This initiative by itself will go some way to meeting the need identified by the CJC for the wider availability of both mediation and mediators.

The Civil Mediation Council (CMC) made a number of important submissions to the CJC’s ADR Review many of which were taken up by the CJC.  In particular the submissions that the grounds for opting out of engaging in ADR should be made much narrower so as to optimise the take up of ADR.  At paragraph 8.28 of the Report the Working Group made plain just how narrow those opt-outs should be:

“Although  we  do  not  agree  with  all  aspects  of  the  CMCs  “automatic” referral scheme we do agree with them that the opt‐outs under Halsey needs to be significantly narrowed.  We think that the acceptable opt‐outs could be broadly as follows:

(1)  The parties have already attempted mediation (or possibly JNE or some other form of ADR) without success.

(2)  The parties are already committed to an ADR process in the near‐term.

(3)  The parties (or a party) satisfy the Court of a need to wait (often until after disclosure) for any meaningful negotiations to take place, but they will commit to using ADR at that stage if the case has not otherwise settled.

(4)  There has been unreasonable or obsessive conduct by one or other party (of the Hurst v Leeming Variety).

(5) There is a genuine test case in which the court’s judgment on an issue of principle is required.”   

In light of these changes the CJC challenges the Civil Mediation Council to up its game thus:

“7.10. In terms of improving the logistical availability of mediation services at a proportionate cost we make the following recommendations:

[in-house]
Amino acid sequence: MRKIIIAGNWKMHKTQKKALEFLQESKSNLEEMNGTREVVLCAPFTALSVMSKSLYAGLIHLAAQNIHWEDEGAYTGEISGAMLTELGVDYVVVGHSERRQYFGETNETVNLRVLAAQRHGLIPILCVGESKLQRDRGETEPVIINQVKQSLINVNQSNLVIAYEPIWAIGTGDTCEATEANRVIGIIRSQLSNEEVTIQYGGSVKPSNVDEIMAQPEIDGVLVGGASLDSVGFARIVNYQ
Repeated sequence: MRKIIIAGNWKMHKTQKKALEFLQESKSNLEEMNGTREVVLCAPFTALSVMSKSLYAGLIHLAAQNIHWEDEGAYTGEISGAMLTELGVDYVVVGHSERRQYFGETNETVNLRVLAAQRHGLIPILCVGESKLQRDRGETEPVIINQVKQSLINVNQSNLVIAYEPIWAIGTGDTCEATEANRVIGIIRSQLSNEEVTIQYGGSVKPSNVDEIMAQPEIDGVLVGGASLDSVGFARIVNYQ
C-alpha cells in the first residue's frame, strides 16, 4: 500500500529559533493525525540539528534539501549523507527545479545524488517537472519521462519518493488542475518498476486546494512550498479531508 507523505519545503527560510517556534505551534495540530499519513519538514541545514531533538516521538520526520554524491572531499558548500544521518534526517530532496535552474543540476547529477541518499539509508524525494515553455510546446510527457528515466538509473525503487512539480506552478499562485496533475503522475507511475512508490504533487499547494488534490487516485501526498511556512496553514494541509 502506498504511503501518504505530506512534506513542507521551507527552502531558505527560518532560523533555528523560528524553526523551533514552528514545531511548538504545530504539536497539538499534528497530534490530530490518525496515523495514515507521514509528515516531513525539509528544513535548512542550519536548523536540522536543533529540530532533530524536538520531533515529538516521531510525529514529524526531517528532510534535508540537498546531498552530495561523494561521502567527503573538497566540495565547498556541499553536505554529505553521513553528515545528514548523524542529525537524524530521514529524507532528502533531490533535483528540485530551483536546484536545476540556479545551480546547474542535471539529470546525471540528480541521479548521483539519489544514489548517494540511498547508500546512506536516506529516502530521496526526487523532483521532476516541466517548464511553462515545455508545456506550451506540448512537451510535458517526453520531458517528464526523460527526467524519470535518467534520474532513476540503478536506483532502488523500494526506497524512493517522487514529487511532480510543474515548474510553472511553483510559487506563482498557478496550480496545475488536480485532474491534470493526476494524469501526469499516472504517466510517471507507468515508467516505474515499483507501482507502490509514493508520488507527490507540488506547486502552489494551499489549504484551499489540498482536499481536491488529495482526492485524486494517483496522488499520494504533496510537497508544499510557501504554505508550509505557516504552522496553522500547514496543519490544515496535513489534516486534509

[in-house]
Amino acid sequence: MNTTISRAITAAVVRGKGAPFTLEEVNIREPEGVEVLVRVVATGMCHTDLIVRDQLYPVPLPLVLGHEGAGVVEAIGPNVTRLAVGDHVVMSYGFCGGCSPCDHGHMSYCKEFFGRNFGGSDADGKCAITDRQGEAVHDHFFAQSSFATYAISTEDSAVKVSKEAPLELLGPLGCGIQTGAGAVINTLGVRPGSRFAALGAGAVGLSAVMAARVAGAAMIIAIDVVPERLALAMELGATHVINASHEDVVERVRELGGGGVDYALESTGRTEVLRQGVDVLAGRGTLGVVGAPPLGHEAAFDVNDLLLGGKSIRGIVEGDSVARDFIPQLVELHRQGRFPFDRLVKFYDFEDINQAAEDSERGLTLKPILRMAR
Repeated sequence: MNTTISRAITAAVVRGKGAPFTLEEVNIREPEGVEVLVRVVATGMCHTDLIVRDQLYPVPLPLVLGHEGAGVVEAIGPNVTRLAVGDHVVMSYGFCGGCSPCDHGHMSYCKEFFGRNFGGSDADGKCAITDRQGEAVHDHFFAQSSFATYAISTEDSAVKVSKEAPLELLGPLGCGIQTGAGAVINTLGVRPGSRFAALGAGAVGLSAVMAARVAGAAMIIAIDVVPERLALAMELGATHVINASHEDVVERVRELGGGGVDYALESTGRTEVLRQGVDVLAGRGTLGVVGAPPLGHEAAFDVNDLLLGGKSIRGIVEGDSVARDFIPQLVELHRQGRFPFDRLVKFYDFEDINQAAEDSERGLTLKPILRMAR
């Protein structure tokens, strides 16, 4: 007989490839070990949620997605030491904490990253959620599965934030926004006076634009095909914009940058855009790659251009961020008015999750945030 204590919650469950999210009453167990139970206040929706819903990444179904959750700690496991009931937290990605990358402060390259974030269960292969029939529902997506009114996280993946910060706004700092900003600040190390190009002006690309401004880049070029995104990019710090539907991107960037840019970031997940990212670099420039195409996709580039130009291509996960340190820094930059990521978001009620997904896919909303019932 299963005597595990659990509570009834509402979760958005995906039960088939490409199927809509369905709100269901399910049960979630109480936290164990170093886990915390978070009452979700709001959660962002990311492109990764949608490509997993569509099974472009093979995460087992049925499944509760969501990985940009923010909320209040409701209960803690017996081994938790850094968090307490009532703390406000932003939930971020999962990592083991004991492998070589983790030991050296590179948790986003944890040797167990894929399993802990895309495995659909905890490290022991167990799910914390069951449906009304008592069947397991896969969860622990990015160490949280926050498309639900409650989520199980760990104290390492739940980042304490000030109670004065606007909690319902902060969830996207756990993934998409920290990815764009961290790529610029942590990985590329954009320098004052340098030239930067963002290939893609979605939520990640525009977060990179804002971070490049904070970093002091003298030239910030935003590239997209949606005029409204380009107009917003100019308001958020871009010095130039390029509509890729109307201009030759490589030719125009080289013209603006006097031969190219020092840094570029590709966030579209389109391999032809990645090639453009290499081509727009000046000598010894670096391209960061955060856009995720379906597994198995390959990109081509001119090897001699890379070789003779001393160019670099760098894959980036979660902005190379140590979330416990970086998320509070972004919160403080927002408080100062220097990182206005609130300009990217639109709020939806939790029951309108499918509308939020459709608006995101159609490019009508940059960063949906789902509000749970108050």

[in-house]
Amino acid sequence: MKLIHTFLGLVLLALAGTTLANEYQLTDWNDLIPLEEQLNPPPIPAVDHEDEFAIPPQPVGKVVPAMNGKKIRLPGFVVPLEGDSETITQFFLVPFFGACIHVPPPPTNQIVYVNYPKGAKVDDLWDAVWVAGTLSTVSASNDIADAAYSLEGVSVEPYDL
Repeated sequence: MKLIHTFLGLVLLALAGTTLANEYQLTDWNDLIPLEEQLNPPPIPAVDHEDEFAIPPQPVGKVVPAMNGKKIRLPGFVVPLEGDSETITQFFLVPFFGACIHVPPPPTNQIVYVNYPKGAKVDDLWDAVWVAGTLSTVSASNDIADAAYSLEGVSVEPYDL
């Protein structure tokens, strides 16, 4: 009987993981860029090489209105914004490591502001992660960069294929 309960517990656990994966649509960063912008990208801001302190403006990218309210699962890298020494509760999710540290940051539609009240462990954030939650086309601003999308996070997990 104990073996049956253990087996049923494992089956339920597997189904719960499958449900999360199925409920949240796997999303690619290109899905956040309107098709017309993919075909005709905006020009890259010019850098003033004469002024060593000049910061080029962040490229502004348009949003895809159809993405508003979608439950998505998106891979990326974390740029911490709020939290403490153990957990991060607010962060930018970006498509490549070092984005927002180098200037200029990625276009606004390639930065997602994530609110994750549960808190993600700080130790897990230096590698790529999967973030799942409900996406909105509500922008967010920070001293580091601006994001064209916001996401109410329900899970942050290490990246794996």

• We think  the  CMC  could  promote  and  accredit  a  three‐hour telephone  mediation  process  to  fill  the  gap  in  provision  where physical  attendance  at  a  day  of  meetings  with  lawyers  is  always likely to be disproportionate.”  [This becomes Recommendation 16 at para 9.16]

Initiatives such as those described mean that if the incoming wave of mediation is not yet at the flood that wave can only swell.

[1] https://www.judiciary.uk/wp-content/uploads/2018/12/CJC-ADR-Report-FINAL-Dec-2018.pdf

[2] https://www.justice.gov.uk/courts/procedure-rules/civil/protocol/pre-action-protocol-for-low-value-personal-injury-claims-in-road-traffic-accidents-31-july-2013

[3] https://publications.parliament.uk/pa/cm201719/cmselect/cmpubacc/397/39705.htm – recommendation 2


About Tony N Guise:

Tony Guise is Director of DisputesEfiling.com Limited which has built a Cloud based Platform for managing civil claims (the One Platform).  The Platform supports pre-action protocol activity with other online modules for arbitrations, mediations and neutral evaluations and costs disputes.

Until 2016 Tony practised as a solicitor specialising in commercial litigation and regulatory work.  During this time he held office as President of the London Solicitors Litigation Association from 2002-2004, Founding Chairman of the Commercial Litigation Association from 2006-2015 and sat on the Law Society of England and Wales’ Civil Justice Committee from 2009-2016.  Tony has been at the heart of every significant civil justice reform for the past 30 years.

Tony writes on issues relating to his civil justice reform work for the Law Society’s Gazette, the Chartered Institute of Arbitrators, New Law Journal and other leading journals.

The One Platform is Tony’s vision of effective IT for the civil justice system to which end he has worked in close collaboration with Lord Woolf, Sir Rupert Jackson, Sir Peter Cresswell, Lord Neuberger and Dame Elizabeth Gloster amongst others.


About Our Platform:

Our Platform brings immense benefits to the world of dispute resolution allowing users to access proceedings 24/7/365 from anywhere in the world, subject to network availability.